Five platform games I still play today

January 30th, 2024   •   By Faith Johnson

I'm a huge platform game fan, it's right up there as one of my favourite genres. I love them all from 2D adventures with Sonic and Mario, right through to collect-a-thons such as Donkey Kong 64. It's not just the variety in types of platformers that make it such a great video game genre either. The skill you need to get good at them combined with the imagination it takes to make a great platformer means it's one of the genres that seems always to push gaming forward.

During the 90s, every game publisher wanted its own platforming mascot and we were treated to some of the best games created. Since then, platform franchises have continued to evolve and the buzz around a new Mario, Crash or Sonic game always creates waves with gaming fans. The genre is still as popular today as it was when Jumpman first took that first leap in Donkey Kong. I've picked five platform games that I feel still play well today and would be a great addition to any collection.

Super Mario Galaxy

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No list of platform titles would be complete without a Mario game. Nintendo's plucky plumber has been the leading light for platform games since he was first introduced in the 80s. Since then he has appeared in hundreds of video games and one of his greatest is Super Mario Galaxy on the Wii.

The game revolves around tight levels, set in space, that twist and rotate, using the Wii controller to create a unique platformer. Your task is to find the Power Stars and take down bosses in traditional Mario fashion. Each level has different gravity forces that mix up how you must tackle it. This is a standout classic and arguably the Wii's best game.

Crash Bandicoot: Warped

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Crash Bandicoot was Sony's answer to Mario and Sonic as it entered the console race with the original PlayStation console. In his third outing, Crash continues his battle with Dr Neo Cortex and must again stop his plans to gather the crystals needed to take over the world. Crash Bandicoot: Warped uses a unique 2.5D style that adds to the appeal.

Its lush scenery, ingenious gameplay tropes, and excellent soundtrack make this stand out as one of the best games of the golden era of platformers. It's also one of the best-looking PlayStation games and helped Crash establish himself as one of gaming's most loved characters. It's also a tough challenge so will keep you busy for a while.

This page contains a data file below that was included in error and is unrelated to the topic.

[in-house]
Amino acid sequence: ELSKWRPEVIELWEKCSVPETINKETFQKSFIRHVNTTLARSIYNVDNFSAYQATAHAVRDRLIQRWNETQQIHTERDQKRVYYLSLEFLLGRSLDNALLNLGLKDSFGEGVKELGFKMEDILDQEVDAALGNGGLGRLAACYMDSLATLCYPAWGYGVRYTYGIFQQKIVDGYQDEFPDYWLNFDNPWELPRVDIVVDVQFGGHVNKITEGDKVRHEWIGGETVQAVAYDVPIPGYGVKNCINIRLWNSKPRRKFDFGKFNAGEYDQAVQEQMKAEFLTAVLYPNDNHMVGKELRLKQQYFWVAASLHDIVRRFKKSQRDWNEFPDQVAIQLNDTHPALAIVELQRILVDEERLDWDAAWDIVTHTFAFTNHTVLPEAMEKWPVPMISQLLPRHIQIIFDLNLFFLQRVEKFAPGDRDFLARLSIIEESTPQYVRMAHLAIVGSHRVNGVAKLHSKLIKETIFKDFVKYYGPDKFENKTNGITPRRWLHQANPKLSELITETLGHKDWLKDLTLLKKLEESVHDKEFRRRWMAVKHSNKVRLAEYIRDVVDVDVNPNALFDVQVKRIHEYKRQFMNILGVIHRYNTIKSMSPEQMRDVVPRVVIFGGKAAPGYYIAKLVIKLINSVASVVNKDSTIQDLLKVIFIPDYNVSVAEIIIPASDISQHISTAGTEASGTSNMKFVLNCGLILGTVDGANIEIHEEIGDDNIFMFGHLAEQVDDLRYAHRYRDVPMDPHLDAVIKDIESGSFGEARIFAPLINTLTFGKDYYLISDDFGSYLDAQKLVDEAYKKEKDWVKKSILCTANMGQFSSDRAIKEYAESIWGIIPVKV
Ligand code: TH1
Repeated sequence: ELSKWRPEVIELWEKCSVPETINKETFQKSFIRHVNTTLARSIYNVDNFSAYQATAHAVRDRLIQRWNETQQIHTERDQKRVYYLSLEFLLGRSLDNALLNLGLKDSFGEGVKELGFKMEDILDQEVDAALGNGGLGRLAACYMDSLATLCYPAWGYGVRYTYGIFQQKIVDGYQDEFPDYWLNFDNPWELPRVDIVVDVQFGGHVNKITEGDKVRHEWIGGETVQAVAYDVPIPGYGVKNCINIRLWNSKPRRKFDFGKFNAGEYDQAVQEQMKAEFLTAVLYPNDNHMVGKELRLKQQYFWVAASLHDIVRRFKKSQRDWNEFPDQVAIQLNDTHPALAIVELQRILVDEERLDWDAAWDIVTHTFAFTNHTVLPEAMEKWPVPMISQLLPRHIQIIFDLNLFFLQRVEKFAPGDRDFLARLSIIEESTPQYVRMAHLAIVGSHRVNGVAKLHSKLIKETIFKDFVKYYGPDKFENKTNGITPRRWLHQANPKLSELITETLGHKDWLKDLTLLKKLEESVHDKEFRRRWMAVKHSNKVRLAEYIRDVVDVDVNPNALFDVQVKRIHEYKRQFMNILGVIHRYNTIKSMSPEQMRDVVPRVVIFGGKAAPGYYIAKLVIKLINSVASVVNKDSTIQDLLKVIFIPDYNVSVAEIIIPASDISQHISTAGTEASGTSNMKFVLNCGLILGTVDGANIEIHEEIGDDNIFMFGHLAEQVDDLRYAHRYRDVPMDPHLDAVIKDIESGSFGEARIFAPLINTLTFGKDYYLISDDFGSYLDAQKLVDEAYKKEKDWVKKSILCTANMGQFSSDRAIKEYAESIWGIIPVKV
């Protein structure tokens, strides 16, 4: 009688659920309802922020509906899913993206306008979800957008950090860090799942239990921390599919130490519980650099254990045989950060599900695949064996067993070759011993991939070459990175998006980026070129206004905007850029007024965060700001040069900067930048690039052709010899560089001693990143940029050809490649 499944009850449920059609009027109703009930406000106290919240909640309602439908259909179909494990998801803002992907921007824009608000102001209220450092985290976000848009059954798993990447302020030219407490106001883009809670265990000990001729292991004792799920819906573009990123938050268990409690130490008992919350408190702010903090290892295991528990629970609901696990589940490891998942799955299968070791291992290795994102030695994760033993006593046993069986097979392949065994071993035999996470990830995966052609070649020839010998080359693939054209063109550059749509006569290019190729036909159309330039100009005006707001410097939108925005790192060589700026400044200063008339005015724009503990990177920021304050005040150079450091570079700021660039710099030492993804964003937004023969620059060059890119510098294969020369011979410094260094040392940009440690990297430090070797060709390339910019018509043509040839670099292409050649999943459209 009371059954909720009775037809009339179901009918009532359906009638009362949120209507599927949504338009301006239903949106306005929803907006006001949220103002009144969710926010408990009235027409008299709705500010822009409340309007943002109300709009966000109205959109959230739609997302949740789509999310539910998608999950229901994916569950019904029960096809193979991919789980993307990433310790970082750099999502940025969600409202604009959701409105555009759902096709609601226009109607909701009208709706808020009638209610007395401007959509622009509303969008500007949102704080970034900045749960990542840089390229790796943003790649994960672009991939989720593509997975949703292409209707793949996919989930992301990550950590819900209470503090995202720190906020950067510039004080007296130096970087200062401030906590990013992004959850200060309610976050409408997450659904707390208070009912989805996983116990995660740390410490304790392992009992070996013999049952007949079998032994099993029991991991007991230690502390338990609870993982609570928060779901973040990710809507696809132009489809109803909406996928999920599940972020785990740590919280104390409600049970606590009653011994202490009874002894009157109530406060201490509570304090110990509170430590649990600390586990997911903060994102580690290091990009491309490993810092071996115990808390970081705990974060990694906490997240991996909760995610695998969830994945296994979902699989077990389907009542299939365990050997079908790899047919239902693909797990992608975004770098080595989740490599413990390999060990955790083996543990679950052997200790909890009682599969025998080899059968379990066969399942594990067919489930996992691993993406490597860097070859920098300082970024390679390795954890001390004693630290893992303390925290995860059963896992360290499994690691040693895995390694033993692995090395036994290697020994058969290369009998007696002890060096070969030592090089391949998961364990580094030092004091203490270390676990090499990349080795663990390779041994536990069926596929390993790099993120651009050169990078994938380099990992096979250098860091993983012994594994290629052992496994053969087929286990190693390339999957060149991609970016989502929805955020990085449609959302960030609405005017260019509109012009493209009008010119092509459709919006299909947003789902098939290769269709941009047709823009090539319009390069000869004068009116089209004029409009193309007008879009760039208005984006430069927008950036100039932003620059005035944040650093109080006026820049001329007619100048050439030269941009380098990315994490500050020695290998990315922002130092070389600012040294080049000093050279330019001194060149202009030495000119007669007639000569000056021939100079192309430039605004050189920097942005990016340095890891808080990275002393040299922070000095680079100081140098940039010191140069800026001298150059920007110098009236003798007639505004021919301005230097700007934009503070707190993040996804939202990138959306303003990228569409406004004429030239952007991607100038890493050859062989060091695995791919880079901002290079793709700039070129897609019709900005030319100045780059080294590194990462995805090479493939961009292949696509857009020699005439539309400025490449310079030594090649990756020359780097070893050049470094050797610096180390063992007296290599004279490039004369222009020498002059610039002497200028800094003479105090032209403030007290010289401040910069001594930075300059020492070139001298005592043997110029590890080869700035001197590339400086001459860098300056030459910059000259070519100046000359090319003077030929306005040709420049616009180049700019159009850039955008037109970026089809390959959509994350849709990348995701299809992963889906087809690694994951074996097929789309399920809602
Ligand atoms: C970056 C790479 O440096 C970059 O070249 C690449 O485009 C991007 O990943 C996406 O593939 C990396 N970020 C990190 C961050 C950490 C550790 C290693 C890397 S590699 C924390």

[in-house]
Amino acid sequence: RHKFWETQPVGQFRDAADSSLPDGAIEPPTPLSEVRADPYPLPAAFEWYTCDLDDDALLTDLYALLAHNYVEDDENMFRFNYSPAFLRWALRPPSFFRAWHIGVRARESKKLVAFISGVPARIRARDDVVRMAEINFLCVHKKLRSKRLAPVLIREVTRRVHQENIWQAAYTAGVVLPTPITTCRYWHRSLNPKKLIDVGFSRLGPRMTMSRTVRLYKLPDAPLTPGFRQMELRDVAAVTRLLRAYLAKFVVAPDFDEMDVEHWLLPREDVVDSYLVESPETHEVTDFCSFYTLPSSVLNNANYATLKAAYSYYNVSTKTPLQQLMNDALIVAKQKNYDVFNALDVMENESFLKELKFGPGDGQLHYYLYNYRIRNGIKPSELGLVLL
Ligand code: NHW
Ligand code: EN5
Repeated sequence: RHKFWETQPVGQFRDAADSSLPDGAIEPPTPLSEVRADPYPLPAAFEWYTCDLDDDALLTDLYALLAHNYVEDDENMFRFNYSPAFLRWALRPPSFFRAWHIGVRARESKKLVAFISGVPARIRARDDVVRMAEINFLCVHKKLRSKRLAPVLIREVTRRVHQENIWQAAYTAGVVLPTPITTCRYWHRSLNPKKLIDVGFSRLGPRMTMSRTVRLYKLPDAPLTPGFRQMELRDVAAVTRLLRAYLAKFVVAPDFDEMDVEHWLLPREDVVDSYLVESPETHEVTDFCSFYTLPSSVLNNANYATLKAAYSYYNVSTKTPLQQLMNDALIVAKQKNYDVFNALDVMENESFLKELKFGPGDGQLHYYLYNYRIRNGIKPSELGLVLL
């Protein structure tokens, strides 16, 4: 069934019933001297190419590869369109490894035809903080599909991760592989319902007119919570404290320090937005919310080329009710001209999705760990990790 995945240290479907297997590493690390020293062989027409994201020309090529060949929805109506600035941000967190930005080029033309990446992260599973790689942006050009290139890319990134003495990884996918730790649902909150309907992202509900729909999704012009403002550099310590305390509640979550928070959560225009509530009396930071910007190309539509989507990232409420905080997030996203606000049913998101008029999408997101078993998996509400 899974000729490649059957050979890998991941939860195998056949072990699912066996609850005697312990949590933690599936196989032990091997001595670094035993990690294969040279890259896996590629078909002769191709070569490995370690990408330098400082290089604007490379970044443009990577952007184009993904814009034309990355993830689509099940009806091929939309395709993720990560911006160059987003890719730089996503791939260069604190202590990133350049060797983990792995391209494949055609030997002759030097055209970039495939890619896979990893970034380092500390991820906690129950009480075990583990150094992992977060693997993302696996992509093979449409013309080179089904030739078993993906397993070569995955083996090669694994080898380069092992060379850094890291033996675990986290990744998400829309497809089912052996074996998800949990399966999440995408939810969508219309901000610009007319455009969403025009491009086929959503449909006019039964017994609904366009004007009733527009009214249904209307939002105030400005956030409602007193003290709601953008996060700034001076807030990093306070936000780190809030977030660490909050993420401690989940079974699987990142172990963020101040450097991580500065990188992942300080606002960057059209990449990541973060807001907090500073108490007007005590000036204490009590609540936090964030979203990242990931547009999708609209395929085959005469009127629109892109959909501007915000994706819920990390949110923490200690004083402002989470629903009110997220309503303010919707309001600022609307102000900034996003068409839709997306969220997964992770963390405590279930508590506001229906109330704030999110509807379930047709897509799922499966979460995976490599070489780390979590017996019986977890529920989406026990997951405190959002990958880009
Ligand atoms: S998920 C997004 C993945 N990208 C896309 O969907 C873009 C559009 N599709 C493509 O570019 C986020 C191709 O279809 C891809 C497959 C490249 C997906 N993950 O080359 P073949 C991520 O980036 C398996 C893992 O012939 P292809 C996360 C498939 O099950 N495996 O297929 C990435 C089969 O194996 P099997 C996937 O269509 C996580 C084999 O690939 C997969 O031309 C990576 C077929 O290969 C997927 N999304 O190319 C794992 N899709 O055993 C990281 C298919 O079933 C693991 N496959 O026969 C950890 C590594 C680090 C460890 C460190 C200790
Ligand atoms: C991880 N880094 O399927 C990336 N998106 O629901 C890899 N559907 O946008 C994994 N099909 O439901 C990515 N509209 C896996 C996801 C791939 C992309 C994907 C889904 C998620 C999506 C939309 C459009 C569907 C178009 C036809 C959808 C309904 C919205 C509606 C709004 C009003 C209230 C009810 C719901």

Banjo-Kazooie

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The N64 is certainly home to many great platformers and following the release of Super Mario 64, it didn't seem possible to get a better platforming adventure. Leave it to Rare, and its ability to move gaming forward, to topple Mario from his perch. Banjo-Kazzoie is one of the greatest 3D platformers of all time and remains the gold standard of collect-a-thons.

The unique gameplay mechanic of having two characters to control opened up the world of platformers. This new way of playing also gave the dynamic duo more moves that allowed different ways to tackle each level. It wasn't just the great gameplay either, the worlds are beautiful, the characters entertaining and simply it's a magical ride from start to finish.

Sonic Advance

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When Sonic made his debut on the Game Boy Advance, it felt like a breath of fresh air. Although the fast-paced nature of traditional Sonic games had been held intact, there was a new emphasis on exploration. The game was also designed to utilise the GameCube GBA Link Cable and it connected with Sonic Adventure 2: Battle's Chao Garden mode.

There are four different characters to control, Sonic, Tails, Knuckles, and Amy Rose, and the level design is one of the best in any Sonic title. It's quite easy to complete the main game, but to fully finish it you will need to find all the Chaos Emeralds which is a tough ask. This is a Sonic game that any platform fan should play through.

Tomb Raider

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Before the mid-90s, video games were mostly seen as toys for children. There weren't many games aimed at adults and politicians were trying to get games like Mortal Kombat banned. Things seemed to change when a new hero entered the fray in the form of Lara Croft. Her Tomb Raider adventure seemed to take gaming into a new era.

From appearing on the front cover of serious magazines to being shown on the mainstream news, Lara helped gaming grow up. And it wasn't just her charisma that made that possible. The original game on the PlayStation, Saturn and PC, was a true classic and helped evolve the platform genre with a deeper story and advanced mechanics.

Faith Johnson

Faith Johnson

Game journalist and historian. I write about games in books, magazines and online. Sega, especially Sonic, is my favourite.